If you had to think of books that made you cry, Me Before You should be near the top of your list. You’ll be in tears at the heartbroken man who felt he had nothing left to live for, not fully understanding that there is always something more. Will brings meaning into his nurse Louisa’s life and gets her to reach beyond what she thought she was capable of. In return, Louisa tries to bring meaning back into Will’s life before it’s too late. I promise this is one of those books that will leave you sobbing. Read more →
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Historical Fiction Books Rated 5 Stars
Coming off The Nightingale, her wildly successful World War II novel, Kristin Hannah’s next book explores the untamed wilds of Alaska. A recently returned Vietnam War POW, Ernt Allbright decides to move his family to the Alaskan frontier. At first, Alaska seems to be the answer to their prayers and just what Ernt needs. But when the harsh Alaskan winter approaches and Ernt’s mental state begins to deteriorate, his wife and daughter must fight to survive. A captivating, stay-up-all-night novel that is a favorite among book clubs. Read more →
For all you Downtown Abbey lovers out there, this book is meant for you. Stevens, an old English butler (à la Mr. Carson) decides to take a vacation and contemplate his many years of service and his unrealized love for the former housekeeper. A thoughtful portrayal of the importance of balancing personal and work lives, The Remains of the Day is one of the best books to read if you love thoughtful literary fiction. Read more →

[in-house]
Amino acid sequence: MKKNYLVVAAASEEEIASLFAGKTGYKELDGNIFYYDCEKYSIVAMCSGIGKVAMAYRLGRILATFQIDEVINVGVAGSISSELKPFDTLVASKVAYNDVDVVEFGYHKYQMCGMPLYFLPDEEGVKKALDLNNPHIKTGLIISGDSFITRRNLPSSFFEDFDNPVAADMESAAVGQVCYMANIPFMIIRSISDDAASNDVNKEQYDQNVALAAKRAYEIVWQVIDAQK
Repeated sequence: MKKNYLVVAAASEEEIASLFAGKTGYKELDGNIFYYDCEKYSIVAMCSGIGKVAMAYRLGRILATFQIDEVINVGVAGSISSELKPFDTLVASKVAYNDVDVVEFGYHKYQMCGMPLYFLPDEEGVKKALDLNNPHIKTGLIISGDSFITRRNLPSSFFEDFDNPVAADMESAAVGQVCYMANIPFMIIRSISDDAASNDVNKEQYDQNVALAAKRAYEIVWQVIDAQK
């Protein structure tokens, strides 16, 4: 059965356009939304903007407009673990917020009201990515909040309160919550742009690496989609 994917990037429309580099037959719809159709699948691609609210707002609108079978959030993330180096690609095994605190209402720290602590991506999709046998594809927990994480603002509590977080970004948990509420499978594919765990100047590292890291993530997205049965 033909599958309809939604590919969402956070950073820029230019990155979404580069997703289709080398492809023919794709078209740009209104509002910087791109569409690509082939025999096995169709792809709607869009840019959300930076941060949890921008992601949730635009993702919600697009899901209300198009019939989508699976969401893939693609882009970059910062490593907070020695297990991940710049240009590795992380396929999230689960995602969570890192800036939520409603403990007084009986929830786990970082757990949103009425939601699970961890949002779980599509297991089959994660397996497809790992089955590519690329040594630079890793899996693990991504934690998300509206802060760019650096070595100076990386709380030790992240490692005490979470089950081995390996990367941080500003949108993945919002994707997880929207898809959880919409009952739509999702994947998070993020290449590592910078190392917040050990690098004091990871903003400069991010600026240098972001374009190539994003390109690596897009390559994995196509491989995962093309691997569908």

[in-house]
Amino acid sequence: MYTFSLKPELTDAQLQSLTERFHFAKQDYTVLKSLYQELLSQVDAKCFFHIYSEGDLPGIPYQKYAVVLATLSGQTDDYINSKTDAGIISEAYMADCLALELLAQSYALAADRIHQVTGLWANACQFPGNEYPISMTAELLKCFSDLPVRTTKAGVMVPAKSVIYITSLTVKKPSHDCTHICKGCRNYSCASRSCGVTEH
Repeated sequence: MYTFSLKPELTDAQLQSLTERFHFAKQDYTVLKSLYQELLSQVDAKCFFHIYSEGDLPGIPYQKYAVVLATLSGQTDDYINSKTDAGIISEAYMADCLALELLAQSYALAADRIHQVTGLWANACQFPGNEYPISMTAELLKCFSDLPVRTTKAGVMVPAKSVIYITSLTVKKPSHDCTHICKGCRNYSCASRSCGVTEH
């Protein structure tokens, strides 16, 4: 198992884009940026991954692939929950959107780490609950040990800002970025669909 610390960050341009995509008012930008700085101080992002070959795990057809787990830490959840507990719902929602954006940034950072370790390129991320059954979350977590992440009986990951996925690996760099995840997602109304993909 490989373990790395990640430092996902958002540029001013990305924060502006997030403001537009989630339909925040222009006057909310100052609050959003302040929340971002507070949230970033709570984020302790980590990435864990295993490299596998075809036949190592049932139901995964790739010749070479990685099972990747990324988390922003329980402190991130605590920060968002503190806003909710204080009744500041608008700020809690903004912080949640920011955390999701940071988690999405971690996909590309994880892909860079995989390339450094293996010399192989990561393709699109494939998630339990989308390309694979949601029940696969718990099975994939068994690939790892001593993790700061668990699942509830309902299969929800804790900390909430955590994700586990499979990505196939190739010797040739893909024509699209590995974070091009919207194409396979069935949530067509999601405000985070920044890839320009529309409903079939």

The unforgettable story of the unlikely friendship between a wealthy boy and the son of his father’s servant, it beautifully describes love, friendship, betrayal, and redemption. Be warned that the novel is violent and graphic at times, so understand that while moving, the story is dark and disturbing. It’s that contrast between the worst of human nature and the best that truly brings out a remarkable tale that will stay with you for a long time. Read more →
Among the highest rated books on Goodreads in 2019, Daisy Jones & The Six won the Goodreads Choice Award for best historical fiction for good reason. Taylor Jenkins Reid’s addictingly fun read about the rise and fall of a fictional 70s band couldn’t be left off this list. With sex, drugs, and plenty of drama, you’ll feel like you are watching a biopic on VH1 – but an extremely well-written one. Read more →
Ariel Lawhon’s new novel based on a true story has already won a place in the best books of 2020. Nancy Wake, a New Zealander living in Paris, becomes a spy for the British and rises to one of the top leaders of the French Resistance and one of the most decorated women of the war. The story is split into two narratives – the first starting with Nancy parachuting into France in 1944 and the second telling of her courtship in 1938 with her husband, Henri Fiocca. You’ll fall in love with Henri and cheer on Nancy as she transforms into a fierce fighter and respected commander. As the earlier timeline catches up with the later one, you’ll feel all the emotions of a woman caught up in a terrible war. Read more →